Recently I was looking for an inexpensive fiction audiobook on audible and it occurred to me that somehow I had never read the real stories of Alice in Wonderland and Through the Looking Glass. Making this all the more surprising is the fact that I got my degree in English (and it took me a LONG time to graduate so I took quite a few classes). Sure, I'd covered the Jabberwocky and some of the other poems or scenes in school, but somehow I just never had the opportunity to read these wonderful books all the way through. So while I was familiar with these stories, I was finally getting to experience "the real thing," or at least the original thing.
I think my favorite aspect of the stories is the character of Alice herself. I love the personality that Carroll created for her and the way she talks and thinks. It's easy to appreciate all the little nonsensical twists and jokes that Carroll came up with to explain things being upside down and backward. There's quite a bit of humor in the stories and at some points I definitely laughed audibly.
Something that I never realized was that the Disney film "Alice in Wonderland" is not a film version of "Alice's Adventures in Wonderland" but a new story altogether. It is a combination of "Wonderland" and "Through the Looking Glass." I never knew how much of "Looking Glass" was incorporated into the animated film.
However, it isn't just a combination in the sense that there are parts of both stories in the film. I always assumed that much of the original work was left out of the story told by the film. What I never realized was that much of the movie plot is very different from the way things happen in the book. I found it interesting that the screen play writers took little bits from some scenes of the book and used them in different ways in their movie.
For example, The Queen in the animated film is really a combination of "The Queen of Hearts" from "Adventures in Wonderland" and "The Red Queen" from "Looking Glass." The "Unbirthday" joke appears as a part of the Tea Party scene in the film, but it occurs in a totally different part of the story in the book. In the book, it is Alice who can't remember the poem about the Busy Bee and instead recites a version about the Little Crocodile. In the animated version it is the Caterpillar that comes up with that new version.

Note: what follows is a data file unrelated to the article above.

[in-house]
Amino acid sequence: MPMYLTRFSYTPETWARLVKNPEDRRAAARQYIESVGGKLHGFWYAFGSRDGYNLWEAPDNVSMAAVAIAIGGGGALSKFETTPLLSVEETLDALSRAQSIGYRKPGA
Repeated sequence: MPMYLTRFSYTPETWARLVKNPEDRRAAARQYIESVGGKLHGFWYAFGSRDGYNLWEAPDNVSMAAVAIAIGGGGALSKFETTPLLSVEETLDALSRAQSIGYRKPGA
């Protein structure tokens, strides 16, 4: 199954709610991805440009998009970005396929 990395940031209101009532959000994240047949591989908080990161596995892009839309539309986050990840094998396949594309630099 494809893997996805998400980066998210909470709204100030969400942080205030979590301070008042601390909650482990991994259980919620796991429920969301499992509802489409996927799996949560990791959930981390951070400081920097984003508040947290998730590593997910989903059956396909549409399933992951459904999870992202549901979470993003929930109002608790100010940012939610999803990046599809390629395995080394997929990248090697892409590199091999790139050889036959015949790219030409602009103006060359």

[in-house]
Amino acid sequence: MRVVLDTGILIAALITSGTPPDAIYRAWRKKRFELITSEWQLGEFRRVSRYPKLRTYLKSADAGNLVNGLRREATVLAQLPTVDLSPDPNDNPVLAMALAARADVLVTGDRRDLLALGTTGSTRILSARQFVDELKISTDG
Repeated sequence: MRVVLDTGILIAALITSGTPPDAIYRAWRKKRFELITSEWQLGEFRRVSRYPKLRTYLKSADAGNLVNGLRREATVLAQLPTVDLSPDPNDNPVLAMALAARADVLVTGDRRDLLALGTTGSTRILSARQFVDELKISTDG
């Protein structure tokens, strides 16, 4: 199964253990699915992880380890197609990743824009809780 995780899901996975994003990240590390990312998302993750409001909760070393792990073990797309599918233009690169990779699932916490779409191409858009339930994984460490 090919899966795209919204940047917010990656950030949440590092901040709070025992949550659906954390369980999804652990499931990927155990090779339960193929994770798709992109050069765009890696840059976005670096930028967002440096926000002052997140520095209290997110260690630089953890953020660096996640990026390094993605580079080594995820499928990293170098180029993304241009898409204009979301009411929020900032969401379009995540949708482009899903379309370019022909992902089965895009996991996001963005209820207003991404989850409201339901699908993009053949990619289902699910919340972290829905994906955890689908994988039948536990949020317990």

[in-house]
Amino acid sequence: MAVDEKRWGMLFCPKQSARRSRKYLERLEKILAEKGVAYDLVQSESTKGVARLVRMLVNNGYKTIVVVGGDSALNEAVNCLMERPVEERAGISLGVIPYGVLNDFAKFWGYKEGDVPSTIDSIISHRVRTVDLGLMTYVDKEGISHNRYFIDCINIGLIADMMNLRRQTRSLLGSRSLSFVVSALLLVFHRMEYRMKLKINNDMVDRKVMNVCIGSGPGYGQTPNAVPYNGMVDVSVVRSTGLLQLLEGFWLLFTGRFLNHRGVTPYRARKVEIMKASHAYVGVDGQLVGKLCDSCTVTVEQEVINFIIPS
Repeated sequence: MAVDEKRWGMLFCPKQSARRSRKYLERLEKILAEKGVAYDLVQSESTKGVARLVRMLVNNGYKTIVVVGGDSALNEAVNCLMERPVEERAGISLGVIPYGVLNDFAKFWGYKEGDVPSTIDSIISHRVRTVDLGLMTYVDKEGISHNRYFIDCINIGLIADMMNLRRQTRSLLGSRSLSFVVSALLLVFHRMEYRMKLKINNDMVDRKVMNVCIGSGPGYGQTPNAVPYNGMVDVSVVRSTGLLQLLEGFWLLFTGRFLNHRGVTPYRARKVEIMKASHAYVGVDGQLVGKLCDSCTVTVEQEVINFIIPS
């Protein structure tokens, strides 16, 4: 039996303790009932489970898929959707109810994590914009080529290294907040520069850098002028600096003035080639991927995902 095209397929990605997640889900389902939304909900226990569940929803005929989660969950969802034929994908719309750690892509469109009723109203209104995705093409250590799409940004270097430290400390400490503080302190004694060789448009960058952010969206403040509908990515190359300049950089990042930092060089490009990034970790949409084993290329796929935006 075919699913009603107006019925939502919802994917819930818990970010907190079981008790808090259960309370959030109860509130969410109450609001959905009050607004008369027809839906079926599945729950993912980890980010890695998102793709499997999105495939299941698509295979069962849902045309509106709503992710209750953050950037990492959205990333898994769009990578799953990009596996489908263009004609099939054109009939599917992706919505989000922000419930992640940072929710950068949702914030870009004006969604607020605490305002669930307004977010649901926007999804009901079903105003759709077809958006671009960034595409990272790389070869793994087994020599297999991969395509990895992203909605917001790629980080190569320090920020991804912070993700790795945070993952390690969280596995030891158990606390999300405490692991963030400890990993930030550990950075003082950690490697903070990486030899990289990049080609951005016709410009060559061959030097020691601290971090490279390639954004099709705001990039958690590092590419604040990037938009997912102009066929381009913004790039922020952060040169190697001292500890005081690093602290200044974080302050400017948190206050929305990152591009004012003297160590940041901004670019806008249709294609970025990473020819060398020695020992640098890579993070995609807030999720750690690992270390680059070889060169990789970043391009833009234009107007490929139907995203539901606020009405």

One aspect of the books that really confused me was when characters referred to as "The Hatter" and "The Hare" appear in "Looking Glass" during the Lion and Unicorn scenes. They don't seem to remember seeing her before. That could be explained away by the fact that things are so weird in the imaginary land. However, Alice doesn't seem to recognize them either, and that's a bit more puzzling. In fact, so far as I could perceive, there's no evidence given that these actually are the same characters seen in "Wonderland" referred to as "The Mad Hatter" and "The March Hare." Perhaps they are completely different characters, but it's hard to understand why Carroll would have done that.
While I loved the books about as much as I expected, I think a lot of that had to do with being familiar with the characters and the stories from the animated film and from the art work. I have to admit that there were a few times that I thought to myself that if I had never seen the movie I'm not sure I would have found this or that scene or this or that character at all interesting.
The two major examples of this for me were the Caterpillar and the Cheshire Cat. In the original story, the Caterpillar scene is fairly brief and doesn't have any of the same feel as the scene as depicted in the movie. As for the Cheshire Cat, his original character is similar to the one from the film, but he isn't very mischievous and his brief reappearance at the croquet match has little impact on the action. I came to the conclusion that the illustrations that were included in the books must have had a major influence on the book's popularity.
Michael Page does a great job as narrator. Obviously, the story can only be told by a narrator with an old-time British accent. His done and rhythm are perfect. He also does a very impressive job coming up with clearly distinguishable and consistent voices for the many different characters.
It was nice to put the story in order. I have seen many versions of this book in movie form, but like so many , the movies twist things all up. It was great to read both these stories one after the other. Still the mind twisting , acid trip world you know, with some characters and details you may not.
I love this book. I loved it as a child. Wild and yet it all makes a strange kind of sense. A sensible girl in a crazy world.
I love Alice.
Anything might happen and probably does.
I've read this story many times and seen movies as well. This book is a great listen, well performed. Classic Alice in Wonderland and Through the Looking Glass. I will keep it handy to listen again and again.
These are both marvellous books that helped me through some dark times when I was young. As an adult they still make me smile, think and look at the world a bit differently.
This is a well presented reading, easy to listen to, and the two books being together makes for great value.